ing them all as near as possible up to the same percentage of moisture, which
was practically but not quite up to saturation. As soon as all the soils were
evenly moistened, 100 seeds, which had previously been counted out, were
placed in each Petri dish, merely being scattered over the surface of the soil.
The tests were all run in duplicate. The Petri dishes retained a fairly con-
stant supply of moisture from 10 to 12 days, and it was rarely found necessary
to add more water to complete the tests. The seeds were picked out with
tweezers and the number that germinated at certain intervals, usually of 12,
18, or 24 hours, were recorded. Checks on unheated soil or filter paper were
always used.

In the case of heating large quantities of soil with dry heat for plant growth
studies, more difficulty was encountered in getting uniformity of heating. In
some of the earlier tests the soil was heated directly in the pots usedj but later
it was found more satisfactory to heat the soil in shallow pans which would


permit of one or two stirrings during the heating process as well as a
thorough mixing afterward. After being thoroughly cooled, the soils were
watered and sown to seed or seedlings transplanted on the same day or the
day following heating. No special attempt was made in the ordinary tests
to prevent reinfestation of the pots with organisms.

Extraction of the soil with water was made by allowing equal weights of
water and soil to remain in contact for 24 hours with frequent shaking or stir-
ring. The extract was then filtered off through filter paper, usually with re-
duced pressure when filtering was slow. These extracts were used for germi-
nation tests by saturating three or four layers of filter paper in Petri dishes
with the solution, using water on filter paper as checks. Extracts obtained
in this way were also used for the freezing-point determinations and in the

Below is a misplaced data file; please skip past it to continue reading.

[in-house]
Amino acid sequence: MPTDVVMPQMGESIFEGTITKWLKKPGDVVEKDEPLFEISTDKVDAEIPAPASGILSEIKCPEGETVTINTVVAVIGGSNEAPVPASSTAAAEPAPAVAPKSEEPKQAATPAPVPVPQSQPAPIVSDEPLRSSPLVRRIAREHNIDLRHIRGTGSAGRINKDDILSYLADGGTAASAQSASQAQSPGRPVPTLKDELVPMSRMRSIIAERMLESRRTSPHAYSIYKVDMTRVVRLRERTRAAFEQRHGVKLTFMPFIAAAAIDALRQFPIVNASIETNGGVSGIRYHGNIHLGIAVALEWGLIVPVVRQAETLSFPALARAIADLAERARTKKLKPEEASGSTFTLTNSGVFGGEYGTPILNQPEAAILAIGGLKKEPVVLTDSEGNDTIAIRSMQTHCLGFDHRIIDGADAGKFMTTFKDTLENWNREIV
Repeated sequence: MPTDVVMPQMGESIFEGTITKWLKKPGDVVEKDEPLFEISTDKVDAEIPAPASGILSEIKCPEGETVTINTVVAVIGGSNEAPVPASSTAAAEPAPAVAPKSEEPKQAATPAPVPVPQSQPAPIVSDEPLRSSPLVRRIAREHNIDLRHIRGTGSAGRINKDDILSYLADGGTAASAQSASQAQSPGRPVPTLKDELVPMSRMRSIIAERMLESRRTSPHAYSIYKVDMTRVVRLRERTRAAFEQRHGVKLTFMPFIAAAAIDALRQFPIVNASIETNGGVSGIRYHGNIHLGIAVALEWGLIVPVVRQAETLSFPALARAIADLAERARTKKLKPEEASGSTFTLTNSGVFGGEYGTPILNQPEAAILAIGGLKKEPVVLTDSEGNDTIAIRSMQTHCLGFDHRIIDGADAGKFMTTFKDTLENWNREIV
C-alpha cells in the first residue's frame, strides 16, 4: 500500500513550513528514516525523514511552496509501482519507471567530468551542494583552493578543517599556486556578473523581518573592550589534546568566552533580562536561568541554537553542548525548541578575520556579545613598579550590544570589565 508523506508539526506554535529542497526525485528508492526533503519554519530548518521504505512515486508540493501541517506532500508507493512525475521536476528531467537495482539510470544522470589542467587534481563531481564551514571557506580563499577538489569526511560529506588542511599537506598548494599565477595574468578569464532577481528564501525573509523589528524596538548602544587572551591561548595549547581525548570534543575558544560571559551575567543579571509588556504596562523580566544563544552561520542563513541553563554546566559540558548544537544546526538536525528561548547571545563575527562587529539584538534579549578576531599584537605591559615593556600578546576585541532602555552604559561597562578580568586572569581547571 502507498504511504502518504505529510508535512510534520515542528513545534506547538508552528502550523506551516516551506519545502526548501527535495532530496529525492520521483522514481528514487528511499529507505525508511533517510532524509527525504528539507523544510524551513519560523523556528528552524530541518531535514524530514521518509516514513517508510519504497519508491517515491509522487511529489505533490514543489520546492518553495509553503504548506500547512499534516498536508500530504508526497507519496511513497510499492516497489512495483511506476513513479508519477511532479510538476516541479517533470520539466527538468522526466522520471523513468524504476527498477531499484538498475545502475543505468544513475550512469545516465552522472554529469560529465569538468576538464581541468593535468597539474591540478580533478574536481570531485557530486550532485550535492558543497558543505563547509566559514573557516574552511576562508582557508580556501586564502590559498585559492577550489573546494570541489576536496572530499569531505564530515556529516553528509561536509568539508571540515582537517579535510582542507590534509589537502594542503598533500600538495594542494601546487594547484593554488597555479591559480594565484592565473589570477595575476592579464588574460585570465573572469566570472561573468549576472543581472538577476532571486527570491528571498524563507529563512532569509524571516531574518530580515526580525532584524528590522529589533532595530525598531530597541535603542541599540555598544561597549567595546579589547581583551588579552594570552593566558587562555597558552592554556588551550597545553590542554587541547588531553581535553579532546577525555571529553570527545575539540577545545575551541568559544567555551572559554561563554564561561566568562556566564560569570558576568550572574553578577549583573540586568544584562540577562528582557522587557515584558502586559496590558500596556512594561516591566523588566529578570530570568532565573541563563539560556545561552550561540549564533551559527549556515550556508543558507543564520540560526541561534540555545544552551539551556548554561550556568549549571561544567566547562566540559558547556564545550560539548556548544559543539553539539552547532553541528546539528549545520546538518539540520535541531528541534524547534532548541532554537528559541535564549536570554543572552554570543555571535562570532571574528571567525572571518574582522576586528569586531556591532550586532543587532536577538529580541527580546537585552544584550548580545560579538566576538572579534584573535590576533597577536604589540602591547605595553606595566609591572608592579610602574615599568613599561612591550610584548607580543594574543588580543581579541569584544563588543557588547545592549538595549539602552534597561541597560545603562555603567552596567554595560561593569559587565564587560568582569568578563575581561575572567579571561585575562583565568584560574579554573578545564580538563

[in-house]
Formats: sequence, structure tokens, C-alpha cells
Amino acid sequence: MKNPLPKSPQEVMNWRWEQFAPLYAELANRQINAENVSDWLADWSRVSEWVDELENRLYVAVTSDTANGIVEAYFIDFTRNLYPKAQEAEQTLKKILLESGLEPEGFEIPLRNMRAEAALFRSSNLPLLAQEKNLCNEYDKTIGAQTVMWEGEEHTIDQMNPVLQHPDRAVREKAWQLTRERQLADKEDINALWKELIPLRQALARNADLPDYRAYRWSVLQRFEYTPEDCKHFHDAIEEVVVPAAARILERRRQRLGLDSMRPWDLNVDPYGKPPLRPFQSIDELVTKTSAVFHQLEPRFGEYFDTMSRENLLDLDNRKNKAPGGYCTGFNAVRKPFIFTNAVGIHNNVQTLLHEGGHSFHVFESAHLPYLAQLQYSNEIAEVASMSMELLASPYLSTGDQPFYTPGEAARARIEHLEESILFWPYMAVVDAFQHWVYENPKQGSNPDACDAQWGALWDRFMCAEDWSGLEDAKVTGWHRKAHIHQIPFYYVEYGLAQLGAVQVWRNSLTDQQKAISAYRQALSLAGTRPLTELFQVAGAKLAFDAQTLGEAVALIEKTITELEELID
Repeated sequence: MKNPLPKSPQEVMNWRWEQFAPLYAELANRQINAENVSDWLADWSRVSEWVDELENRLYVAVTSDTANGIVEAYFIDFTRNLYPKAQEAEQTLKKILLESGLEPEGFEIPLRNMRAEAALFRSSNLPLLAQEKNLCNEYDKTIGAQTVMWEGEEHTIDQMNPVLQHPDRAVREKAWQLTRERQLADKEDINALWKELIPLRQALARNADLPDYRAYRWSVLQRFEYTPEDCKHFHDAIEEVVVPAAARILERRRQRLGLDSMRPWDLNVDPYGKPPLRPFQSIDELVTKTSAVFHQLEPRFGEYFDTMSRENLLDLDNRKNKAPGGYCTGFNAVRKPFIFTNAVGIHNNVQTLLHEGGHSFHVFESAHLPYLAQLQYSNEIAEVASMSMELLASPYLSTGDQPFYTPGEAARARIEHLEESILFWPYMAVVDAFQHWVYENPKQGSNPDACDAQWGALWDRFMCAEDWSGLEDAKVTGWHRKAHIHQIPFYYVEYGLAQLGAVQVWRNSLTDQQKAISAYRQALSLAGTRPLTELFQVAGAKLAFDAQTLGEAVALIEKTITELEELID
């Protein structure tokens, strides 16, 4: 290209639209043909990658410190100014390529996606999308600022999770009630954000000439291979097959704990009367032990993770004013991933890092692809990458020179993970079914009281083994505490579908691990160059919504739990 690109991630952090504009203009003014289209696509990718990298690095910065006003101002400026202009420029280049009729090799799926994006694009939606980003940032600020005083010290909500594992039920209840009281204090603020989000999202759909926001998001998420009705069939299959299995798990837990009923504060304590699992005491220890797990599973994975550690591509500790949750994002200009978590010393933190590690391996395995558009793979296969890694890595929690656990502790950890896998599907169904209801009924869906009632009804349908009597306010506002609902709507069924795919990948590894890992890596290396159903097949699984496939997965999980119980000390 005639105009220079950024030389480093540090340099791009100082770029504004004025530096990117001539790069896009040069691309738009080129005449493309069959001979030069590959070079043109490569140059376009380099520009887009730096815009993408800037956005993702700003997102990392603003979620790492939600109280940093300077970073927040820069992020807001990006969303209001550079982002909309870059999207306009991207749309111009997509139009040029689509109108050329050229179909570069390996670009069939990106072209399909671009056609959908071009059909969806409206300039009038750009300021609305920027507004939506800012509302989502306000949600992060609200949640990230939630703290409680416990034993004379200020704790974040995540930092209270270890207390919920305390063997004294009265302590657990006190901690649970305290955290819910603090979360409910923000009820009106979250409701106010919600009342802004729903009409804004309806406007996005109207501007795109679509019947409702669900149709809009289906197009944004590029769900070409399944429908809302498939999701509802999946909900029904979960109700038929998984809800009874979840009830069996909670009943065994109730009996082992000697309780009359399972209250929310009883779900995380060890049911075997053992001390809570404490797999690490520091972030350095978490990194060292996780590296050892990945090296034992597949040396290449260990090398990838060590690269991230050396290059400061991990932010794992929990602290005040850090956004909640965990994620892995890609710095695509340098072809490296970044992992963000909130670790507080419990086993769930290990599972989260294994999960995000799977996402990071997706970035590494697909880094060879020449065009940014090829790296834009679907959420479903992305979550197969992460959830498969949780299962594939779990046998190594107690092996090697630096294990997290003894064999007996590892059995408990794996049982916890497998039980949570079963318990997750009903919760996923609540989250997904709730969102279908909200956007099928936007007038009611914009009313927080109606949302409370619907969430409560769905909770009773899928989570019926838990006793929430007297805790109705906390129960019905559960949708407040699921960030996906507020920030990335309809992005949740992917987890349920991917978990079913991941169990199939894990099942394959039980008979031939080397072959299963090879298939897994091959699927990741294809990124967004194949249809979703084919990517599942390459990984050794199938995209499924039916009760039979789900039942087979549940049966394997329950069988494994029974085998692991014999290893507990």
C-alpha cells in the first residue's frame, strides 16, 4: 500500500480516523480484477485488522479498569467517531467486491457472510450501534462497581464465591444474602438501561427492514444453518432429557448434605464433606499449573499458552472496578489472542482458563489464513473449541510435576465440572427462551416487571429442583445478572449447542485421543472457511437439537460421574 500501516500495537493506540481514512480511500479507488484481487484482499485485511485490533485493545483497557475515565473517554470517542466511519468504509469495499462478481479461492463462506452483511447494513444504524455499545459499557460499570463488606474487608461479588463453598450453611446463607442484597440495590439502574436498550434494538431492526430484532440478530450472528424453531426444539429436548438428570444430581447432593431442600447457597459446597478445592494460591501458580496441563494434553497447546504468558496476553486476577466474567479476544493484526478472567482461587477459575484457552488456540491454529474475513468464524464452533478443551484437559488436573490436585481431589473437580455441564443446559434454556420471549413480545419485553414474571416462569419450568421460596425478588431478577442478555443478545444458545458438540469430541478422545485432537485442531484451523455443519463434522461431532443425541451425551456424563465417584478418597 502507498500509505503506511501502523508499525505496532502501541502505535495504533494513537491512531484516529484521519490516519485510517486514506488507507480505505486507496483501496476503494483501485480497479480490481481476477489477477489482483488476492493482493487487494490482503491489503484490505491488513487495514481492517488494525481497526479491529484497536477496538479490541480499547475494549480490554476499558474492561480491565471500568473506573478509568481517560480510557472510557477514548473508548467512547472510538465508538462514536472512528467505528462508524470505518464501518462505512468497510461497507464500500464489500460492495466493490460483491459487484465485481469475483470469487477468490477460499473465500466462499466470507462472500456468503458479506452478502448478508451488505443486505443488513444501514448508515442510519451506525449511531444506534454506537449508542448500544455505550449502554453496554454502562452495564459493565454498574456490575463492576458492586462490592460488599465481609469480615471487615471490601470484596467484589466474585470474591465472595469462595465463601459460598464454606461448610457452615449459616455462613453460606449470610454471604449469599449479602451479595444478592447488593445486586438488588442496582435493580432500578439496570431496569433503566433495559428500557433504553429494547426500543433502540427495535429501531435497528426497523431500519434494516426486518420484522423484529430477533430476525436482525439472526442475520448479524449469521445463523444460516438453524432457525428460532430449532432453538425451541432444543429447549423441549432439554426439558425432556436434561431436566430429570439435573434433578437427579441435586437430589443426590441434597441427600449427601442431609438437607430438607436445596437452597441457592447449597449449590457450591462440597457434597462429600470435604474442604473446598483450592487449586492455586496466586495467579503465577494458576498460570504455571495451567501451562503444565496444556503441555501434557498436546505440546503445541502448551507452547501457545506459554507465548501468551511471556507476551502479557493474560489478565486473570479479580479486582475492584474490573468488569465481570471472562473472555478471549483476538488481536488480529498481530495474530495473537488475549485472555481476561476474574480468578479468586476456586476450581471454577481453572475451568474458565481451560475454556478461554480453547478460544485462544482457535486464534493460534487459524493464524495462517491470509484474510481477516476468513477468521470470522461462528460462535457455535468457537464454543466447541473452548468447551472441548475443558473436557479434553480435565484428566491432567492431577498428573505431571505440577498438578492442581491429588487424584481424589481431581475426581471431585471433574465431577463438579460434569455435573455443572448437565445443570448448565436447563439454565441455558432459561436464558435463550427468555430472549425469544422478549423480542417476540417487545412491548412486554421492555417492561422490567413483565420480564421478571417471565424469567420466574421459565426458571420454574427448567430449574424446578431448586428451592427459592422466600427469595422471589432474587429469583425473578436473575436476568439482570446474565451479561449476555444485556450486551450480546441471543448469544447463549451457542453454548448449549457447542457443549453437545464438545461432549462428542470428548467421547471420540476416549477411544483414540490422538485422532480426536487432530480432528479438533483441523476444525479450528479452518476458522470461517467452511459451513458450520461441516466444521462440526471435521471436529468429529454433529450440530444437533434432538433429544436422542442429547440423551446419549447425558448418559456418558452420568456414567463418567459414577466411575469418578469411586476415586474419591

temperature studies with Dewar flasks.

Freezing-point determinations were made with a Beckmann thermometer
in the ordinary way, the method differing, however, from that described by
Boyoucos (6), in that extracts were used instead of the soil itself. The read-
ings are not intended to represent the actual concentration of the soil solution
in the soil as they are no doubt too low, but they do give a fairly good measure
of the comparative concentrations of the soil solutions used.

Ammonia determinations were made by the ordinary magnesium oxide dis-
tillation method, which again is to be regarded as giving comparative rather
than actual amounts of ammonia present.

Seed germination on heated soils

The earlier workers on heated soils did not apparently note any particular
effect of heated soil on seed germination. This is to be expected since it is
usually only in comparative germination tests that this fact becomes most
evident. Stone and Smith (71) were probably the first to carry on experi-
ments along this line. They found an apparent acceleration of germination
in heated soils and noted further that different kinds of seeds behaved differ-
ently in this respect. Pickering (50) started a fairly extensive study of the sub-
ject of the toxic action of heated soils as measured by seed germination. Un-
fortunately his first papers, especially, are marked by considerable lack of
uniformity in results and although most of the general conclusions drawn are
quite correct in principle, the data are in many cases meager and confusing.
He found, for instance, in one case that heating soil to 100°C. prevented seed
germination altogether, while heating to 250°C. had little effect. In reality
the opposite is more likely to be the case. On the whole, however, he con-
cludes that the time of incubation increases considerably as the temperature
to which the soil is heated is increased, whereas the percentage of seeds ger-
minating decreases. In some cases acceleration was noted on soils heated
to 60° or 80°C. Heating to 200° produced the maximum retarding effect.
Seeds varied in their response, mustard for instance being more affected by
heating than rye. The length of time of heating soil at a certain temperature


had no special eflFect, but increased moisture content on heating increased the
toxicity. Pickering also noted that the toxic property was retained in stor-
age of heated soils, and that its retention was influenced by moisture content
and temperature during storage.

In a second paper Pickering (51) reports that the formation of the inhibitory
substance to seed germination begins at temperatures as low as 30° C. and

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Online LibraryJames JohnsonThe influence of heated soils on seed germination and soil [read plant] growth → online text (page 1 of 11)